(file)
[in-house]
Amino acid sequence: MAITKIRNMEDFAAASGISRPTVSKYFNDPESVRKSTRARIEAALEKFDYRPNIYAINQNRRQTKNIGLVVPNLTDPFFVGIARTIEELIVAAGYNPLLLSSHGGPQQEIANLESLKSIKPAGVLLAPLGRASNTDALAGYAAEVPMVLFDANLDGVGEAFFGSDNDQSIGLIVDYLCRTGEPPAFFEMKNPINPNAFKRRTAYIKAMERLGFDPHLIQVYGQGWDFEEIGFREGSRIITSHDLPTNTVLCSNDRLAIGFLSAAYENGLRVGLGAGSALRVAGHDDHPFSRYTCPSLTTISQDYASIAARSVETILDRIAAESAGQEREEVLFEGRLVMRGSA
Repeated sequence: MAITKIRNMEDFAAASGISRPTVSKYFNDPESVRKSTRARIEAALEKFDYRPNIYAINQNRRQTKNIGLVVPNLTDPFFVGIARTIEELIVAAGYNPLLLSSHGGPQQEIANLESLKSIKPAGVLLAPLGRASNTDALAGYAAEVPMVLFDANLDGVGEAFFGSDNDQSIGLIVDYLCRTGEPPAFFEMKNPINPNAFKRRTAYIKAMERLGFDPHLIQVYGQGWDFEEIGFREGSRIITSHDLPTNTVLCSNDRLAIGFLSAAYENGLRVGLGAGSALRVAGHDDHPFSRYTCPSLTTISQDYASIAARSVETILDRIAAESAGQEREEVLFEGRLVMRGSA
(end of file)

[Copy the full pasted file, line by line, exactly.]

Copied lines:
[in-house]
Amino acid sequence: MAITKIRNMEDFAAASGISRPTVSKYFNDPESVRKSTRARIEAALEKFDYRPNIYAINQNRRQTKNIGLVVPNLTDPFFVGIARTIEELIVAAGYNPLLLSSHGGPQQEIANLESLKSIKPAGVLLAPLGRASNTDALAGYAAEVPMVLFDANLDGVGEAFFGSDNDQSIGLIVDYLCRTGEPPAFFEMKNPINPNAFKRRTAYIKAMERLGFDPHLIQVYGQGWDFEEIGFREGSRIITSHDLPTNTVLCSNDRLAIGFLSAAYENGLRVGLGAGSALRVAGHDDHPFSRYTCPSLTTISQDYASIAARSVETILDRIAAESAGQEREEVLFEGRLVMRGSA
Repeated sequence: MAITKIRNMEDFAAASGISRPTVSKYFNDPESVRKSTRARIEAALEKFDYRPNIYAINQNRRQTKNIGLVVPNLTDPFFVGIARTIEELIVAAGYNPLLLSSHGGPQQEIANLESLKSIKPAGVLLAPLGRASNTDALAGYAAEVPMVLFDANLDGVGEAFFGSDNDQSIGLIVDYLCRTGEPPAFFEMKNPINPNAFKRRTAYIKAMERLGFDPHLIQVYGQGWDFEEIGFREGSRIITSHDLPTNTVLCSNDRLAIGFLSAAYENGLRVGLGAGSALRVAGHDDHPFSRYTCPSLTTISQDYASIAARSVETILDRIAAESAGQEREEVLFEGRLVMRGSA